As mentioned earlier, requestAnimationFrame is a new specification in the HTML5 family. It’s so new that most browsers only support a prefixed version of it. In order to utilize it in modern browsers, we need to do a quick check to see which version of the method we need to use, and then build a reference to it.

We will use the requestAnimationFrame method in our example to iterate through our animation. To accomplish this, we will use it to call the same draw method cyclically. Remember, the frame rate will be determined by requestAnimationFrame, as it will call the draw method as soon as the browser is ready to draw another screen.

Putting It All Together

The requestAnimationFrame method is really the glue that holds this example together. To get everything working properly, we will set our variables at the top of our page and then break our code into two methods. The first will determine the new x value and then call the draw method.

The draw method will first clear the canvas from the previous frame and then draw out the new frame. This method gets called over and over again. Our final code assembles into this:

var x =  0;
var speed = 6; //px it moves on loop determines how fast it moves
var canvas  = document.getElementById("moveSmile");
var smileCtx = canvas.getContext("2d");

function animate(){

   reqAnimFrame = window.mozRequestAnimationFrame||window.webkitRequestAnima
tionFrame
 ||window.msRequestAnimationFrame||window.oRequestAnimationFrame
        reqAnimFrame(animate);

        x += speed;

        if(x <= 0 || x >= 600){
          speed = -speed;  //see if it moves forwards or backwards;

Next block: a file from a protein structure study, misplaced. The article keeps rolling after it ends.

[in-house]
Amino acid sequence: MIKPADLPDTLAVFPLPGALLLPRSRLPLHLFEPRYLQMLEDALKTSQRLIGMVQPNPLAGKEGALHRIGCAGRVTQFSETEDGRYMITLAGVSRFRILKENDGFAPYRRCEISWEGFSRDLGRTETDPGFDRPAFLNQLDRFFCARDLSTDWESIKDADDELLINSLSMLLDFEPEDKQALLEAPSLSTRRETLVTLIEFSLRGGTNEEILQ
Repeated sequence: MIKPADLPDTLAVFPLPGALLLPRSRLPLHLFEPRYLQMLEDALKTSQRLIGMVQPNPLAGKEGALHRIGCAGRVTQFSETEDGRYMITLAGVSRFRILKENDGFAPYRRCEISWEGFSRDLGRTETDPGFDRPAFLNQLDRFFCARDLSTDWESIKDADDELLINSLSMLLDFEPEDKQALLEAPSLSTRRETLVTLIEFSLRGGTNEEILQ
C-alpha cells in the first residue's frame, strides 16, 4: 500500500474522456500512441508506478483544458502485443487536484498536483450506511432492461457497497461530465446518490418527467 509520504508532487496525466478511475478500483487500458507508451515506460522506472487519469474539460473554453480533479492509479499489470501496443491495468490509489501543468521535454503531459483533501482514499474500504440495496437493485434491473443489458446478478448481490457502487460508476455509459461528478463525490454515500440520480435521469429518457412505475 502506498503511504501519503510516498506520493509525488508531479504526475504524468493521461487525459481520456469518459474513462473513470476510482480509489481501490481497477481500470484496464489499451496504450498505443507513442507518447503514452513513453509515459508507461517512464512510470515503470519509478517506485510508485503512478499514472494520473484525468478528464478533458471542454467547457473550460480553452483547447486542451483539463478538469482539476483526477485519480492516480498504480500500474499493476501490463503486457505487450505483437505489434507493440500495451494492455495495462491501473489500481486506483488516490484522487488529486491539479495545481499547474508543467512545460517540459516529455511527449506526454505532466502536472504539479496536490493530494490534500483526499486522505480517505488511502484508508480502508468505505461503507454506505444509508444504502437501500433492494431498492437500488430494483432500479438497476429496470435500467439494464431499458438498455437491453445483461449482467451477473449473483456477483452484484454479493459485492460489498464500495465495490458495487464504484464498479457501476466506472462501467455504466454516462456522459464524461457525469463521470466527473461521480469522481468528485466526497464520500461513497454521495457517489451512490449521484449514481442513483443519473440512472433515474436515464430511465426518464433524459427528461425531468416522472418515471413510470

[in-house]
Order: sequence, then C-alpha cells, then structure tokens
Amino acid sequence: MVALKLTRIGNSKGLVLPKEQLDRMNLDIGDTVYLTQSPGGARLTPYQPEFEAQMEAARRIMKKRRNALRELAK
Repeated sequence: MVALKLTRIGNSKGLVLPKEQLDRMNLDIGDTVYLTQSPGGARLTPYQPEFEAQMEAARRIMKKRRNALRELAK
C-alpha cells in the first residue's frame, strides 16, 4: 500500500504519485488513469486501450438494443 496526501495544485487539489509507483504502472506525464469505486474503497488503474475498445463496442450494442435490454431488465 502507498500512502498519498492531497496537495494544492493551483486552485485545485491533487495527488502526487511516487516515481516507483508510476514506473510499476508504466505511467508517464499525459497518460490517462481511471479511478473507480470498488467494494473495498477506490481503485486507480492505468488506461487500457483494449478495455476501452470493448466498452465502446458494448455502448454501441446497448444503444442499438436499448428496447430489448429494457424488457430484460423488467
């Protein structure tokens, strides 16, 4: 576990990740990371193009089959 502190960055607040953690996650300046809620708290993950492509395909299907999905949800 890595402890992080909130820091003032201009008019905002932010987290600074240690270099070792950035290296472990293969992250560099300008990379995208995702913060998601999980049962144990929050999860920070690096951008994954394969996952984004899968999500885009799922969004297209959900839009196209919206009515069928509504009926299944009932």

}

        draw();
    }


    function draw() {

        smileCtx6.clearRect(0, 0, 800, 200);

        smileCtx6.beginPath();

        smileCtx6.fillStyle = '#F1F42E';
        smileCtx6.arc(x+100,100,99,0,Math.PI*2); // head

        smileCtx6.stroke();
        smileCtx6.fill();

        smileCtx6.beginPath();
        smileCtx6.moveTo(x+170,100);
        smileCtx6.arc(x+100,100,70,0,Math.PI);   // Mouth
        smileCtx6.stroke();

        smileCtx6.beginPath();
        smileCtx6.fillStyle = 'black';
        smileCtx6.moveTo(x+60, 65);
        smileCtx6.arc(x+60,65,12,0,Math.PI*2);  // Left eye
        smileCtx6.fill();

        smileCtx6.beginPath();
        smileCtx6.moveTo(x+140,65);
        smileCtx6.arc(x+140,65,12,0,Math.PI*2);  // Right eye
        smileCtx6.fill();
    }

    animate();

Figure 4-17 shows a snapshot from our example. Our smiley face starts at the far-left side of the canvas element, and then animates to the far-right side. It will then repeat this step over and over again.

A frame from the smiley face animation showing the smiley face moving from one side of the canvas element to the other and back again
Figure 4-17. A frame from the smiley face animation showing the smiley face moving from one side of the canvas element to the other and back again

Hack 42. Build “Native” Illustrations with Scalable Vector Graphics